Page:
It’s difficult to find examples of people using Mx as their title on Usenet as there was no convention to include a title in ones author name or sign off and because additional search terms are needed to filter from the large number of irrelevant results. However the earliest reference I could find to someone talking about actively using Mx as their title was in October 1998 during a crossposted discussion nominally about vegetarianism and vitamin B12 but by this point about gender bias in language, posted on various UK newsgroups including uk.misc and uk.politics.animals:

Subject: Re: Vegetarianism and B12 deficiency (was Re: Organic GE)
Newsgroups: uk.misc,soc.culture.british,rec.food.veg,uk.politics.animals, uk.people.teens,soc.culture.scottish,uk.environment
Date: 1998/10/19

Occasionally I have used the title ‘Mx’ before my name, with the idea
that it leaves in question whether I a woman or a man or somethinng in
between and gives no idea of my maritial status.

Gnome 11

That example is also the first occurrence I found that made any reference to nonbinary people (‘or something in between’). It was posted in response to someone discussing the connotations that had arisen from using Ms rather than Miss or Mrs.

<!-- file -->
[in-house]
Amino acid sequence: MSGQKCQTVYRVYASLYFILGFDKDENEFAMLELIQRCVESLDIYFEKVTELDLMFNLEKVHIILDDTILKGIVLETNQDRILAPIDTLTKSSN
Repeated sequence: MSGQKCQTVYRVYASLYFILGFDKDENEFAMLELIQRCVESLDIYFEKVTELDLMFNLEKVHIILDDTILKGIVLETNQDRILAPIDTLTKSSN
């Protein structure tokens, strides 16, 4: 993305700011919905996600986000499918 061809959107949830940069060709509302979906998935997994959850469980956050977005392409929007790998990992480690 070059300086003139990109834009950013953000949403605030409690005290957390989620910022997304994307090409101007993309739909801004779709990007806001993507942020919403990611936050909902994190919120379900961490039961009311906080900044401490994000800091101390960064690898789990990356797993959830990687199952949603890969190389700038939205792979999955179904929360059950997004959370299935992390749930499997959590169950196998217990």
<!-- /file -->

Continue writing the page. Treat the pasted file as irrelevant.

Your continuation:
Hopefully this evidence has established that the idea of the Mx gender neutral title was suggested well before 2000 and that it was being used by some people during the 1990s. Of course much of its use was happening away from online discussions in day to day interactions and requests to organisations, but when it comes to establishing the validity of a word evidence of longterm written usage tends to hold more weight.

What is notable about what happened after 2000 though is that Mx begins to be talked about specifically in relation to transgender and androgynous people, rather than as a gender neutral title that could be used without any connotation of what the person’s gender was. For example, the earliest example I found of Mx being given as the title for an androgyne came in a February 2001 post to rec.arts.dr-who (coincidentally the same month as the earliest discussion in my email archives).

I’ve written before about later inventions added to Mx where expanded names and pronunciations were suggested with ‘Mixture’ first appearing in mailing list archives in 2002 and ‘Mixter’ years later still.